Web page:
In many cases, such as with Nutanix Clusters, the private cloud can be used to develop applications that unify the whole hybrid cloud ecosystem with a ‘single pane of glass’ interface.
Adapt technology according to requirements: The adaptability of private clouds is not just restricted to apps; compute and network. Storage systems can also be set up and reconfigured at will according to the changing needs of the organization. Since multiple tenants are not using the same resource pool as in a public cloud, some underlying technologies can be adapted or tweaked to conform to specific requirements.
"One of the key benefits from my point of view is a much greater insight into what’s going on inside the box,” said Jeff Longley, Systems Administrator at WD-40, after they virtualized business-critical workloads with a combination of Nutanix Enterprise Cloud, clusters, and other solutions.
“That’s primarily down to the Prism management interface which allows me to keep a close eye on everything through a single console. Not that I need to do that very often – it just works.”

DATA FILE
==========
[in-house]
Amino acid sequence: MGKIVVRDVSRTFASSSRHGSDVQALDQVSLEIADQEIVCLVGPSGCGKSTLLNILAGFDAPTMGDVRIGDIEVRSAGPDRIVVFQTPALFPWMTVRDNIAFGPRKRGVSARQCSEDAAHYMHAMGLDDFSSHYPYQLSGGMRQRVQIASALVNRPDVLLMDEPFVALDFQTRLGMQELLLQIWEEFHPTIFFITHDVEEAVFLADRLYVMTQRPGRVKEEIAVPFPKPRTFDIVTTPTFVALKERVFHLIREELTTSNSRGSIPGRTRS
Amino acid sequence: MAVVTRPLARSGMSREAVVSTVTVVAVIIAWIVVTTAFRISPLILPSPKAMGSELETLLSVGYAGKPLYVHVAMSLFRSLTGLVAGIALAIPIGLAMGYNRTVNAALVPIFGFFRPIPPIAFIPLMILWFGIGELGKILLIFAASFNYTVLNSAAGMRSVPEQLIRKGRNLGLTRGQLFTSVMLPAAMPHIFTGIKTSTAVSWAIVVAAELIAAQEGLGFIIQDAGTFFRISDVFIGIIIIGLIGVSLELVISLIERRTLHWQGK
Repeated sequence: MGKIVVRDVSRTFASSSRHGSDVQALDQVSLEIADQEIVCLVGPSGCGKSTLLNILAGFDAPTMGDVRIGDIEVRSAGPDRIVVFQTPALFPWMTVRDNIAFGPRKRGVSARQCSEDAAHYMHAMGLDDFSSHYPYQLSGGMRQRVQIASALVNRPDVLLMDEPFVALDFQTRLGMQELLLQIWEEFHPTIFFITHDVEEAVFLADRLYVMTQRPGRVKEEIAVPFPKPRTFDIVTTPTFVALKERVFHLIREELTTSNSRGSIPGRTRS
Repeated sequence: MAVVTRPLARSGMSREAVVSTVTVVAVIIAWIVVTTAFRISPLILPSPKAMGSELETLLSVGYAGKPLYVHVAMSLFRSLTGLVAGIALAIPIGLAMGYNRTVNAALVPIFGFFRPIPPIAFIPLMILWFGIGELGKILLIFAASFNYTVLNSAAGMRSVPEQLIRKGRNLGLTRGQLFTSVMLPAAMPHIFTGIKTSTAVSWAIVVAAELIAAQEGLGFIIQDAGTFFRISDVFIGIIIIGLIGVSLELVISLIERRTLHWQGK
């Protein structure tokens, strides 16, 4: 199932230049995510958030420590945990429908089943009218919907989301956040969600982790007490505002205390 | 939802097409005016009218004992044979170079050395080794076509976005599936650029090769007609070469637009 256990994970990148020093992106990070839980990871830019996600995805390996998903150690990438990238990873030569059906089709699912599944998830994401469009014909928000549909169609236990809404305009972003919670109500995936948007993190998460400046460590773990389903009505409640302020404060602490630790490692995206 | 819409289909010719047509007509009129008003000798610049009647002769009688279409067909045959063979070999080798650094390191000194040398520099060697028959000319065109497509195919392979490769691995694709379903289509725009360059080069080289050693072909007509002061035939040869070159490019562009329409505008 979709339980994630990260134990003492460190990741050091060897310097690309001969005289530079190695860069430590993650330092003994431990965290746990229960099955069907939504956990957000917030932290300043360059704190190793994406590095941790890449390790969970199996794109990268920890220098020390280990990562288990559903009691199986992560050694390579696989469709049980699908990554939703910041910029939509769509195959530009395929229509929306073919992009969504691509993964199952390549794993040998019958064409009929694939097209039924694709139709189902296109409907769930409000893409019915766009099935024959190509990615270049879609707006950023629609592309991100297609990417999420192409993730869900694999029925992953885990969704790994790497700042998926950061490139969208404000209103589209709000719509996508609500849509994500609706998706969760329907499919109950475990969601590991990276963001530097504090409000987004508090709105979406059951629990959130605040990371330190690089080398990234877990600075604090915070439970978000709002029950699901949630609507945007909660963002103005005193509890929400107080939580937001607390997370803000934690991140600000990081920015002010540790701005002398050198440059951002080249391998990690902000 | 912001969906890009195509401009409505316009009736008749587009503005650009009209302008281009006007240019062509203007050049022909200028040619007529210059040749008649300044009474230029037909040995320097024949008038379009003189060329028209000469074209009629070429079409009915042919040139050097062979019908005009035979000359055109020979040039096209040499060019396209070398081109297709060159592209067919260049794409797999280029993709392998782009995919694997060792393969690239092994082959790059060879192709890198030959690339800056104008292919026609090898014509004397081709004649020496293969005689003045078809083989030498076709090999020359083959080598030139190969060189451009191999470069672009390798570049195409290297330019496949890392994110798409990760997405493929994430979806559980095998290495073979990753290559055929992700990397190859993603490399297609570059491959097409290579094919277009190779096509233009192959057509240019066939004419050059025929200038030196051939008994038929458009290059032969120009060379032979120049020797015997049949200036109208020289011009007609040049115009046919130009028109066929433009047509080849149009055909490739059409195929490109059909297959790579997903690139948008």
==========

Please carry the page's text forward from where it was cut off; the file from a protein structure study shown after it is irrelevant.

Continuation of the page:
Grant granular user access: Public cloud, including IaaS and SaaS platforms, offer “package access” to different features to individual users. Private clouds enable separate access to resources on an individual or organization basis.
Meet compliance and security standards: The private cloud offers an isolated network environment that gives full control and visibility into user access, authentication and identity management, as well as data storage, transfer, and management operations with full application-level security.
This is critical for companies in finance, healthcare and other highly regulated industries – in fact, there are standard data security and privacy practices for Sarbanes Oxley, HIPAA and PCI that can be met via known private cloud implementations.